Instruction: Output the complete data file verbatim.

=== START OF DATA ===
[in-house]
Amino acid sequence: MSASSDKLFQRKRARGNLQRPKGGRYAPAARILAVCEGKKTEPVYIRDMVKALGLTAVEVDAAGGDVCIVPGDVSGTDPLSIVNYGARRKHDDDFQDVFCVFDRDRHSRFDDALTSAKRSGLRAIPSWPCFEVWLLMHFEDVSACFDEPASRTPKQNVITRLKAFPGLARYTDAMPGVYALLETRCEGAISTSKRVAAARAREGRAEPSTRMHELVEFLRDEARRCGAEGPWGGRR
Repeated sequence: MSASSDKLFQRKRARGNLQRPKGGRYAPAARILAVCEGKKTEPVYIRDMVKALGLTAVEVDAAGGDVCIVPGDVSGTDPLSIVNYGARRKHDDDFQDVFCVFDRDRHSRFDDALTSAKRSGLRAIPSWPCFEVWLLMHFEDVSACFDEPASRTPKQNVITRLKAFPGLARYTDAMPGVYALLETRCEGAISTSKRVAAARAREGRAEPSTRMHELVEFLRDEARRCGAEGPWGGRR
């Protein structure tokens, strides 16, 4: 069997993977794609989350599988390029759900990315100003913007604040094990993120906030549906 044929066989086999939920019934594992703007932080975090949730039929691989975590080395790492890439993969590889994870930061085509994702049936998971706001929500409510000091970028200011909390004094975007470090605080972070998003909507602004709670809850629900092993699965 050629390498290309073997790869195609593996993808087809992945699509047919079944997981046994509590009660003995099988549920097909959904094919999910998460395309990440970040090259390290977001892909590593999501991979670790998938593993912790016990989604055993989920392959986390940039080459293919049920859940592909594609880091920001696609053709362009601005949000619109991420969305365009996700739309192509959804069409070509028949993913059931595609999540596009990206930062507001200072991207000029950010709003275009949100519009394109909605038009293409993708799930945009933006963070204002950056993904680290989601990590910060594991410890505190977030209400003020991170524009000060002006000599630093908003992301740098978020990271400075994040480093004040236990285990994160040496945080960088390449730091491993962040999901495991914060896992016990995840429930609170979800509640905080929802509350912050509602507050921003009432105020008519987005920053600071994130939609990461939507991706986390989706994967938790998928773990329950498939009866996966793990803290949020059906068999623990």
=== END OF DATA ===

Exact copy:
[in-house]
Amino acid sequence: MSASSDKLFQRKRARGNLQRPKGGRYAPAARILAVCEGKKTEPVYIRDMVKALGLTAVEVDAAGGDVCIVPGDVSGTDPLSIVNYGARRKHDDDFQDVFCVFDRDRHSRFDDALTSAKRSGLRAIPSWPCFEVWLLMHFEDVSACFDEPASRTPKQNVITRLKAFPGLARYTDAMPGVYALLETRCEGAISTSKRVAAARAREGRAEPSTRMHELVEFLRDEARRCGAEGPWGGRR
Repeated sequence: MSASSDKLFQRKRARGNLQRPKGGRYAPAARILAVCEGKKTEPVYIRDMVKALGLTAVEVDAAGGDVCIVPGDVSGTDPLSIVNYGARRKHDDDFQDVFCVFDRDRHSRFDDALTSAKRSGLRAIPSWPCFEVWLLMHFEDVSACFDEPASRTPKQNVITRLKAFPGLARYTDAMPGVYALLETRCEGAISTSKRVAAARAREGRAEPSTRMHELVEFLRDEARRCGAEGPWGGRR
């Protein structure tokens, strides 16, 4: 069997993977794609989350599988390029759900990315100003913007604040094990993120906030549906 044929066989086999939920019934594992703007932080975090949730039929691989975590080395790492890439993969590889994870930061085509994702049936998971706001929500409510000091970028200011909390004094975007470090605080972070998003909507602004709670809850629900092993699965 050629390498290309073997790869195609593996993808087809992945699509047919079944997981046994509590009660003995099988549920097909959904094919999910998460395309990440970040090259390290977001892909590593999501991979670790998938593993912790016990989604055993989920392959986390940039080459293919049920859940592909594609880091920001696609053709362009601005949000619109991420969305365009996700739309192509959804069409070509028949993913059931595609999540596009990206930062507001200072991207000029950010709003275009949100519009394109909605038009293409993708799930945009933006963070204002950056993904680290989601990590910060594991410890505190977030209400003020991170524009000060002006000599630093908003992301740098978020990271400075994040480093004040236990285990994160040496945080960088390449730091491993962040999901495991914060896992016990995840429930609170979800509640905080929802509350912050509602507050921003009432105020008519987005920053600071994130939609990461939507991706986390989706994967938790998928773990329950498939009866996966793990803290949020059906068999623990």